it used to take 7-10 days for an intermodal load to make it across the US. We are lucky to get freight grounded in 2 to 2 1/2 weeks? Rail service has decline tremendously since 2021. When the loads arrived at the ramp, it took average 4-6 hours to deramp and be ready for our trucks to deliver. Now it take 1-3 days to ground a load. Customers are frustrated and moving to trucking OTR – cheaper and faster. The contractors that are used in the ramp are just not working for the greater good for everyone. The Labor Agreement passed and the rails immediately raised their rates and the service suffered a noticeable further drop in efficiency and service. They got the money and time off they wanted and then slacked even more. The drop in intermodal freight, I believe is a direct result of costing more for less service. Customers can go elsewhere. Those that stopped using the rail in fear of a strike, just haven’t come back to the rail. I hope that there is some positive turn around or we may lose this mode of transportation altogether. I have been in this business for 36 years and this is the worst it has ever been.

  2. Nicole_Romeo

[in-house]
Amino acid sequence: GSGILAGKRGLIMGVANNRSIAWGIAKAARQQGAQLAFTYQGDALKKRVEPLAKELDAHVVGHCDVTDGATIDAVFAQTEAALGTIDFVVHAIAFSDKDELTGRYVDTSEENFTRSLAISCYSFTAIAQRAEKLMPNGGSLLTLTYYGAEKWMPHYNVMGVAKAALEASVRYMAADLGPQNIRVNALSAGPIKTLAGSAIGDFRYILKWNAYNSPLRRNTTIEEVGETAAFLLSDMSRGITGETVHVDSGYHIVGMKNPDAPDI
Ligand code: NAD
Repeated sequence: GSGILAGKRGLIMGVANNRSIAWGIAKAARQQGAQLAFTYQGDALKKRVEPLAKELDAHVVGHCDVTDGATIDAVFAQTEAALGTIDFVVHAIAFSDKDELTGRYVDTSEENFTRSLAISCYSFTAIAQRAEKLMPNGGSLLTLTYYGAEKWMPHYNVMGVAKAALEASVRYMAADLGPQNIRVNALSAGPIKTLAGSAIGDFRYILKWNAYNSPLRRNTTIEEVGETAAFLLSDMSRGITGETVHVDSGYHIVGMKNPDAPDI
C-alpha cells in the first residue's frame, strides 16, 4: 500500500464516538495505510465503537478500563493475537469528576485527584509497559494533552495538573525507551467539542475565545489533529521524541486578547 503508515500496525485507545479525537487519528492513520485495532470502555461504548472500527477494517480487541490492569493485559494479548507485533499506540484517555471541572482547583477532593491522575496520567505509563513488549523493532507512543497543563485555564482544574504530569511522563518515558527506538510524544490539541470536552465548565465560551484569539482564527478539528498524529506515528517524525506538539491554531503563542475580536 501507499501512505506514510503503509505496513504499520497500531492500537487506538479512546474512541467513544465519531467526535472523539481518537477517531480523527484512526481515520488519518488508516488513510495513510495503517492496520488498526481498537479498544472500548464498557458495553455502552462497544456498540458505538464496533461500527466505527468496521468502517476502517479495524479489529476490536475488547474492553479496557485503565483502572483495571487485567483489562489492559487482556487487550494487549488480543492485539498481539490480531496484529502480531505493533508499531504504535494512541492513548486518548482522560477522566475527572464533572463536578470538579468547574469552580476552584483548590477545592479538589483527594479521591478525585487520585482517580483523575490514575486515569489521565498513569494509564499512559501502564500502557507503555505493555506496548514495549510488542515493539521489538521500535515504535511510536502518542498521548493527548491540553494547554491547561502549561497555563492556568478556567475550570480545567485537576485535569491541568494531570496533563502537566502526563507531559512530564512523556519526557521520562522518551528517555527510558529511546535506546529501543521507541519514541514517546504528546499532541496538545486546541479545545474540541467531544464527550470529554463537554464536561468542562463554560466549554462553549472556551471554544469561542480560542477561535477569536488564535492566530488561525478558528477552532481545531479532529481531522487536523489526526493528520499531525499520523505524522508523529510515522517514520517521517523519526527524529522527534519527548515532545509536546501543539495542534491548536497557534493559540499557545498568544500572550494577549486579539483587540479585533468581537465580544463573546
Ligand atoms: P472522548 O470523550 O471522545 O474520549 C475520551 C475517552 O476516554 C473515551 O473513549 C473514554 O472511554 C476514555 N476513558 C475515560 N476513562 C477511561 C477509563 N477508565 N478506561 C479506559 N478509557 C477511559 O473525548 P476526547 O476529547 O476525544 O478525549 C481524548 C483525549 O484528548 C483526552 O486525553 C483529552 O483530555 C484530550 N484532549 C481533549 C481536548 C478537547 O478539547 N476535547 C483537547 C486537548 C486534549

As an intermodal dispatcher/customer service worker, I see the frustration of our drivers (both owner operators and company drivers). The rails in Cincinnati, OH are not very efficient and there are long delays, up to and beyond 2hrs or more. Although the volume of freight is not nearly as high as we’d like it to be, I feel as if some of the staffing and communications at the rails could help cut overhead costs and reduce frustration all around the board. But when I see that the rails are empty that is an obvious sign that there is no freight coming in or going out. It is disheartening for every single person that is involved in the working of intermodal drayage. I am hoping we can hang on long enough for a surge to keep us afloat!

  3. Kharof

    The his article is just a prediction for 2023, if freighteave selling tickets for over $1000. If they lower the price shows that they care for the industry and helping out people to succeed but this starts in 2020 or even before, that the dummies running the industry. That’s why Walmart is selling those yellow cover books says only for dummies. And that’s why Walmart is gigantic market they studied the market they found that the yellow cover will be the big profit. Rail does what been told to them slow it down. Jb hunt and their brokerage coyote’s and other big ass companies that compete with small companies and owner operator to disrupt the jobs. You will see soon jb hunt in bankruptcy.

  4. Industry Observer

    The railroads don’t get it. On-time service is horrible. The rails cannot fix the market share and volume declines by offering a lower price than trucking. They will only capture goods that are not time sensitive and probably have a low value.

    Rails need to take a cue from ODFL and focus on service – especially on-time service.

Comments are closed.

Joanna Marsh

Joanna is a Washington, DC-based writer covering the freight railroad industry. She has worked for Argus Media as a contributing reporter for Argus Rail Business and as a market reporter for Argus Coal Daily.